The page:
Knowledge Nuggets - efroemling/ballistica Wiki

This page contains snippets of useful knowledge and tips related to Ballistica development that are not big enough to warrant their own page. Feel free to add your own here or expand on existing ones.

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  • How do I create my own Spaz type? 👍 3

Hello World: Creating a New Game Type

Let's just jump in and create a new game under the Ballistica system, shall we? This process is a little different than the old BombSquad setup, so this is a good thing to start with.

  • First, make sure you've got Ballistica working by following the steps in Getting Started. You should be able to run make prefab-debug or make prefab-release and get a running game.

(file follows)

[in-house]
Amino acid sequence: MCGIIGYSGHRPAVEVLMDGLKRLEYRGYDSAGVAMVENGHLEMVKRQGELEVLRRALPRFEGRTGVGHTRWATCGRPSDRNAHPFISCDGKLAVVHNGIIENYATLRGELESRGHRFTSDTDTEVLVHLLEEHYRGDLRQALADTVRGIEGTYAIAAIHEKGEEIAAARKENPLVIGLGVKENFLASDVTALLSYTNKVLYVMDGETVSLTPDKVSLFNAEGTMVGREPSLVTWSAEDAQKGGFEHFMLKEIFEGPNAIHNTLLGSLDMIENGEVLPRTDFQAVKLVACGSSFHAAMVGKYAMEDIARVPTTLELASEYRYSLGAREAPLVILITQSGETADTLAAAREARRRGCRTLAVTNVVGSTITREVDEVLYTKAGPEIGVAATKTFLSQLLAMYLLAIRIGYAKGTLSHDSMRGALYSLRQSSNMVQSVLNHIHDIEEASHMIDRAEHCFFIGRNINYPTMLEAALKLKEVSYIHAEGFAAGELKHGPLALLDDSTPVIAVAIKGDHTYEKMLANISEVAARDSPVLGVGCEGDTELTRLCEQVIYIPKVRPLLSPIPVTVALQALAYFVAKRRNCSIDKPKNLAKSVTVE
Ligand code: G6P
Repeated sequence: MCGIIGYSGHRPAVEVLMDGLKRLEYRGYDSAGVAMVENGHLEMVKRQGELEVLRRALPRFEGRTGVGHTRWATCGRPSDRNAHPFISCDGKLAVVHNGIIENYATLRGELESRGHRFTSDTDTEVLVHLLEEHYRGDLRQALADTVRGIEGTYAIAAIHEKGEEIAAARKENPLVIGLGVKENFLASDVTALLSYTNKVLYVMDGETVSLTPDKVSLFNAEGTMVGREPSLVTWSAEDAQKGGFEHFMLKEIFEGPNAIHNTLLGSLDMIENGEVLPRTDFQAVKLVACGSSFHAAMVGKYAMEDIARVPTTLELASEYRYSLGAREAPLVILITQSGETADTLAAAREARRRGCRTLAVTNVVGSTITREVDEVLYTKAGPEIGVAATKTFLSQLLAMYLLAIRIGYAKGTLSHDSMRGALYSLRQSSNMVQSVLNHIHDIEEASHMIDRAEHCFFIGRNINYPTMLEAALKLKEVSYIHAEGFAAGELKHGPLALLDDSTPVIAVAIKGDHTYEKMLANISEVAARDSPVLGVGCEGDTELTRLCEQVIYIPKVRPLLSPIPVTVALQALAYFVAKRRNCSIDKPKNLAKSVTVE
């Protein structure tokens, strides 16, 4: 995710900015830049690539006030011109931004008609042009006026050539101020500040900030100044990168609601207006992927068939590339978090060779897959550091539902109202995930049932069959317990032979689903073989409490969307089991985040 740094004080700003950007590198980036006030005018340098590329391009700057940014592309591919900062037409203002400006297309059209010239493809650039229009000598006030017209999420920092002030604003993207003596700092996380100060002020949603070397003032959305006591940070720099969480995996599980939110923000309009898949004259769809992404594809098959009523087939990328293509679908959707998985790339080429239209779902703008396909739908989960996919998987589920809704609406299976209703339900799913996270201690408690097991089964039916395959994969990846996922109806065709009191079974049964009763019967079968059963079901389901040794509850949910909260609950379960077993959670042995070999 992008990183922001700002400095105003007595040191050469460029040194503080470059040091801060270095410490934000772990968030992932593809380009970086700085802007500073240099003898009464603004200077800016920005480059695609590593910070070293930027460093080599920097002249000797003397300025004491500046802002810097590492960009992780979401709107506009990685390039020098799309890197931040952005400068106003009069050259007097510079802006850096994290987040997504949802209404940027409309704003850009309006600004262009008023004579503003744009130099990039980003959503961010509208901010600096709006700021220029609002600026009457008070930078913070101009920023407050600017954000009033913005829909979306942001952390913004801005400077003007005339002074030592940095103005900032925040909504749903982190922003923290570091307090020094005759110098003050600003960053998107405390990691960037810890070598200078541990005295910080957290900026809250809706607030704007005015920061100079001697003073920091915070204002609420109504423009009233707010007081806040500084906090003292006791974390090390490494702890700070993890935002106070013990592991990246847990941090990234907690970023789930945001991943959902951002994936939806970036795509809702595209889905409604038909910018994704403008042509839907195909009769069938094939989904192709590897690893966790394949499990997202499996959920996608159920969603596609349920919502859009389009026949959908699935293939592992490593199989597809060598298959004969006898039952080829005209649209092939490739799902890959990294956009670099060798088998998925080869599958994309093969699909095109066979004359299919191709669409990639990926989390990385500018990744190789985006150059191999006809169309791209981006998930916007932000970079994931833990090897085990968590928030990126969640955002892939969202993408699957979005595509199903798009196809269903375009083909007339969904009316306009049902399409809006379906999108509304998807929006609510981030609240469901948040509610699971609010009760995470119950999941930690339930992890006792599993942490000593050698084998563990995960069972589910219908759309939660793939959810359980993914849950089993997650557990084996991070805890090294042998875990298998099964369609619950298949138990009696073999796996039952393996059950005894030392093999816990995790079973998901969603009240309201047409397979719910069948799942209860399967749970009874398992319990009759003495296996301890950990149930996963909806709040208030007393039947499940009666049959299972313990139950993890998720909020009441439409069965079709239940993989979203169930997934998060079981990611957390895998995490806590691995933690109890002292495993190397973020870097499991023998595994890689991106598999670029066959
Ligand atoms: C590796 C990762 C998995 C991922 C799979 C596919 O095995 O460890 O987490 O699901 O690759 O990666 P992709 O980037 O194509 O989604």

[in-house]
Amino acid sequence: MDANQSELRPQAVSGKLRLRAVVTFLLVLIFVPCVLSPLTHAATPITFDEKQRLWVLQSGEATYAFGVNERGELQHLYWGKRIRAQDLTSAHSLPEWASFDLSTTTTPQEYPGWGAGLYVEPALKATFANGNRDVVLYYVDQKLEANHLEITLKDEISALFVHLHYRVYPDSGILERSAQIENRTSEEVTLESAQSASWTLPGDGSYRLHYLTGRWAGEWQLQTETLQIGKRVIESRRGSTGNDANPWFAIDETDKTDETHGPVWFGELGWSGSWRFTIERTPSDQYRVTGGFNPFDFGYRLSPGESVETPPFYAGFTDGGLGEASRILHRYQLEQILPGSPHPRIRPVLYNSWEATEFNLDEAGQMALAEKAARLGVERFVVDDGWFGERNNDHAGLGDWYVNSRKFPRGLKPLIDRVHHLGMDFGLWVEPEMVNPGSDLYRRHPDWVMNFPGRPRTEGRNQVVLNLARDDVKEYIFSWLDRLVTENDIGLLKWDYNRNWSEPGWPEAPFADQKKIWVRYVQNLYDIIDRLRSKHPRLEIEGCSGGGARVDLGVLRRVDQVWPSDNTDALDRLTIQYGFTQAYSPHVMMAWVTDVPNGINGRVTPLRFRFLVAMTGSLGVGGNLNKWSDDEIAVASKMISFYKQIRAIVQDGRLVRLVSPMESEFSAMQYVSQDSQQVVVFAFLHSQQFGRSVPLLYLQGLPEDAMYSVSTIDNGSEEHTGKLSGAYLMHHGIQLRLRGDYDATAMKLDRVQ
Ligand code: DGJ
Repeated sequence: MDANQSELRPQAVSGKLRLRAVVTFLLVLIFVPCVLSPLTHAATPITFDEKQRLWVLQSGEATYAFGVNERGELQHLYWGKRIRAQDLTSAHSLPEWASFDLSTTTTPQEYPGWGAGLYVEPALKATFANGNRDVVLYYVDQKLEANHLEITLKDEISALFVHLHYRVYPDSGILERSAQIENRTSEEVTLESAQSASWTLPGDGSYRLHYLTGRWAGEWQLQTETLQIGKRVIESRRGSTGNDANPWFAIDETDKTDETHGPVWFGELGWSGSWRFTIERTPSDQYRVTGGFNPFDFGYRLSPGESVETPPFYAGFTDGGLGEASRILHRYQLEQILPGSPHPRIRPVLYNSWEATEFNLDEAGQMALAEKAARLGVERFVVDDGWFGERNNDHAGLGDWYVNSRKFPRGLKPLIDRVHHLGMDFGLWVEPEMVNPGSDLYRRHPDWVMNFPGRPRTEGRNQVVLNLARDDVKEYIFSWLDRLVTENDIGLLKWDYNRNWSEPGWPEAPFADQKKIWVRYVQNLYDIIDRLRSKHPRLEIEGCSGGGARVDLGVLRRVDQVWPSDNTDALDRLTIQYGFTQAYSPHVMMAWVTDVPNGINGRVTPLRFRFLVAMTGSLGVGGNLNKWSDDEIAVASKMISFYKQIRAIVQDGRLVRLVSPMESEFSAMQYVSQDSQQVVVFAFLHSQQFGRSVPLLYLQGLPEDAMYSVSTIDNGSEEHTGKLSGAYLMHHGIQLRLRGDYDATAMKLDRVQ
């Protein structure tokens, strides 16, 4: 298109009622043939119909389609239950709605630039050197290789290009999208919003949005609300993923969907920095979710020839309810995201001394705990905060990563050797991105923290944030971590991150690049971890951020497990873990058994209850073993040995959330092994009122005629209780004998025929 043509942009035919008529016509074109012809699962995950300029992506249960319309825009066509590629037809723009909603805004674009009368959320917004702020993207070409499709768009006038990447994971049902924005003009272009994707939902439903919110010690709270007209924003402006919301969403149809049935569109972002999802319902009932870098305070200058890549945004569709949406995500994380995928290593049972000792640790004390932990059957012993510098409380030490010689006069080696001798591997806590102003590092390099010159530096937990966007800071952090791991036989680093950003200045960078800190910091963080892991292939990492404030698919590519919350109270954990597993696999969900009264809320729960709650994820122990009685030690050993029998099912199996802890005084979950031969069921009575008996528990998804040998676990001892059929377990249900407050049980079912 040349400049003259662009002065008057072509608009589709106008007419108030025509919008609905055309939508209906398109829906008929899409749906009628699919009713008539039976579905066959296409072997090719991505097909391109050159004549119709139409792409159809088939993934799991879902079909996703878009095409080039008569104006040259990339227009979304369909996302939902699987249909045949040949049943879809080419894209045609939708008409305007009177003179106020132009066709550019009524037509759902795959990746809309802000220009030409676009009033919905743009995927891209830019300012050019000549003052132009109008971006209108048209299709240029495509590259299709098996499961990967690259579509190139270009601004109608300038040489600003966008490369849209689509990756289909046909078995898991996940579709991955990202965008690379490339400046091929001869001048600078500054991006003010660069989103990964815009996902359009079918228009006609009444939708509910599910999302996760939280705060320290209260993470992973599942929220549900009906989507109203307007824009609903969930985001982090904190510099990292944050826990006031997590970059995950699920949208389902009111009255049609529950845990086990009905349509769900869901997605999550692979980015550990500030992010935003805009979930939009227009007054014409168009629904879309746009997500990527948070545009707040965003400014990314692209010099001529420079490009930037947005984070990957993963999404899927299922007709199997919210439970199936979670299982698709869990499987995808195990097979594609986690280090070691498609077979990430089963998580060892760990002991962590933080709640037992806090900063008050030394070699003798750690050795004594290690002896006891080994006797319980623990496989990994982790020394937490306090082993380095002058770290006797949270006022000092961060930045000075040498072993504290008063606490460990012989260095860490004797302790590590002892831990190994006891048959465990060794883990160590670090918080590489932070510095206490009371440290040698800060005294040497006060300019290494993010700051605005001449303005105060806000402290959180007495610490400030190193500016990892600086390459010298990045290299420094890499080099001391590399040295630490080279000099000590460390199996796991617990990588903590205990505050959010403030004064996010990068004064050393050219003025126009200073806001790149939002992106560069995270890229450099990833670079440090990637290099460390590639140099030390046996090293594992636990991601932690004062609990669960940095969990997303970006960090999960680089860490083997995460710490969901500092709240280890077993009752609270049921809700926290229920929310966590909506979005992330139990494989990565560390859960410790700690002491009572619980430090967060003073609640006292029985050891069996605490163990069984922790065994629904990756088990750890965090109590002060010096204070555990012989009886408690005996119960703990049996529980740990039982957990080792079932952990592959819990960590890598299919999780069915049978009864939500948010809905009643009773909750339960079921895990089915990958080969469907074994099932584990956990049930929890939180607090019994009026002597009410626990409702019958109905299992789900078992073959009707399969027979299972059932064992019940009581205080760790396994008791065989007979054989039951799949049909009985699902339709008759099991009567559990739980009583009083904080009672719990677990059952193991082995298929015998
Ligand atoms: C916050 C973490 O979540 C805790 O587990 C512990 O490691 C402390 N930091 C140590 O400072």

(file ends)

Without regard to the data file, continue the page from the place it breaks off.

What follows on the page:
• Now create a file at assets/src/ba_data/python/ (or whatever name you want to use). Paste the following code into it:

    """Define a simple example game."""
    # ba_meta require api 7
    from __future__ import annotations
    from typing import TYPE_CHECKING
    import ba
    from import DeathMatchGame
    # ba_meta export game
    class MyGame(DeathMatchGame):
        """My first ballistica game!"""
        name = 'My Game!'
        def on_begin(self) -> None:
            ba.screenmessage('HELLO WORLD!!!!', color=(0, 1, 0))
  • Some of this code may look familiar, but what is that weird type-checking and ba_meta stuff?